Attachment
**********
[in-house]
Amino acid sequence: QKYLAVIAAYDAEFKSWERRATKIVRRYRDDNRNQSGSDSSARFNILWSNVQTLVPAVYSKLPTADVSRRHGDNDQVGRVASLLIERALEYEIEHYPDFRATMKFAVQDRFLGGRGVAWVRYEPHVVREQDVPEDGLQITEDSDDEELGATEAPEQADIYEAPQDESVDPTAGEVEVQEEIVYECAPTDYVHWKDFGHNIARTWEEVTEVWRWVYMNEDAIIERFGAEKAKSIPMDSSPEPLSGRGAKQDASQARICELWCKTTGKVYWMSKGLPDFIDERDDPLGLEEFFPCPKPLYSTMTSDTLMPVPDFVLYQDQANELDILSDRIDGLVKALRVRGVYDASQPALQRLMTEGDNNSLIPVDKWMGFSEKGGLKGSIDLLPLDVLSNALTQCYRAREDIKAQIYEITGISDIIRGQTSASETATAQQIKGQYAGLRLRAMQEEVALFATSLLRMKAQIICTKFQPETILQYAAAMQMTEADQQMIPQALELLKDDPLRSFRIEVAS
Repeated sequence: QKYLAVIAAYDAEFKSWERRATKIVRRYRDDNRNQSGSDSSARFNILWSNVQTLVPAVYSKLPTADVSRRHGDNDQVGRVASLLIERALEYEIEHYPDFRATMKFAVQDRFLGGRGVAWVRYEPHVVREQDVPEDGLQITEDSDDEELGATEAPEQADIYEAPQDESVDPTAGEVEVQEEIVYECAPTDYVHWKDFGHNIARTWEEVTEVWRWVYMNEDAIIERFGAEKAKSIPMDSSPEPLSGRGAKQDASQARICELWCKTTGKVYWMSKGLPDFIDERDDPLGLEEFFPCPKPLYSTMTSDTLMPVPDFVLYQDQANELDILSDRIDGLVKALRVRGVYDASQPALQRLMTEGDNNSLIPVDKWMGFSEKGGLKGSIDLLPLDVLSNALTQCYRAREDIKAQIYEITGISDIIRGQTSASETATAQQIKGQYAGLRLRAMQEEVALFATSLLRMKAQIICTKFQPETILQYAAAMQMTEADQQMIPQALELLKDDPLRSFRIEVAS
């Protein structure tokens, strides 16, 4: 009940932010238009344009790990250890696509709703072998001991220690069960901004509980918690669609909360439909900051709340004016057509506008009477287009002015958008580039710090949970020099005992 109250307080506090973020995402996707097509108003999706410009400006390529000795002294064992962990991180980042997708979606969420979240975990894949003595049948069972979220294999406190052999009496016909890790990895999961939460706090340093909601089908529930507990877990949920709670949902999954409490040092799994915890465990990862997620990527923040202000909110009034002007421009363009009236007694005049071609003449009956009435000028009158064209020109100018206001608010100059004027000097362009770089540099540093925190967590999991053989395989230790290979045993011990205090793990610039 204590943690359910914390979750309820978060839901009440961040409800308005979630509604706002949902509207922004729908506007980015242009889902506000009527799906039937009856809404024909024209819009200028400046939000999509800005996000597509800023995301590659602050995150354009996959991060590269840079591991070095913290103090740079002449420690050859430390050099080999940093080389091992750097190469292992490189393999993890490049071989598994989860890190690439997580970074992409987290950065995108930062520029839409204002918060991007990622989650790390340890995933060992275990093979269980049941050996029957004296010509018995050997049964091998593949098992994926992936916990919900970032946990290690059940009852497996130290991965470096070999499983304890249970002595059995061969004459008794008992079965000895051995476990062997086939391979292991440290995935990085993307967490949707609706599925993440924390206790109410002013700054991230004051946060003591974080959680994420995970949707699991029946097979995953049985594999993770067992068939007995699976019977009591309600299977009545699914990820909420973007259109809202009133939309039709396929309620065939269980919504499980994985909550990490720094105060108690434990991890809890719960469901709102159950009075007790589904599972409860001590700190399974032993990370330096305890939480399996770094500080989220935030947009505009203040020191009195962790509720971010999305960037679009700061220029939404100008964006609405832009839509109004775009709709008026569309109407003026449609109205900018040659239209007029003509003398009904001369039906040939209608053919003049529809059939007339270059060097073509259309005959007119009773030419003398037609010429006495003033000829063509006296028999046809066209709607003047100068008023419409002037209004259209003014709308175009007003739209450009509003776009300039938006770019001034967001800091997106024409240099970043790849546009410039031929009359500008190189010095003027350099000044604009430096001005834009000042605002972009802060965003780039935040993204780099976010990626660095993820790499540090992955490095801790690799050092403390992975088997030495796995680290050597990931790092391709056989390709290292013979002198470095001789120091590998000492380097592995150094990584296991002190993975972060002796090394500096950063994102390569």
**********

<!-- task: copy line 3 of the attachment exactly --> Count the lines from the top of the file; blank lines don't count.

Repeated sequence: QKYLAVIAAYDAEFKSWERRATKIVRRYRDDNRNQSGSDSSARFNILWSNVQTLVPAVYSKLPTADVSRRHGDNDQVGRVASLLIERALEYEIEHYPDFRATMKFAVQDRFLGGRGVAWVRYEPHVVREQDVPEDGLQITEDSDDEELGATEAPEQADIYEAPQDESVDPTAGEVEVQEEIVYECAPTDYVHWKDFGHNIARTWEEVTEVWRWVYMNEDAIIERFGAEKAKSIPMDSSPEPLSGRGAKQDASQARICELWCKTTGKVYWMSKGLPDFIDERDDPLGLEEFFPCPKPLYSTMTSDTLMPVPDFVLYQDQANELDILSDRIDGLVKALRVRGVYDASQPALQRLMTEGDNNSLIPVDKWMGFSEKGGLKGSIDLLPLDVLSNALTQCYRAREDIKAQIYEITGISDIIRGQTSASETATAQQIKGQYAGLRLRAMQEEVALFATSLLRMKAQIICTKFQPETILQYAAAMQMTEADQQMIPQALELLKDDPLRSFRIEVAS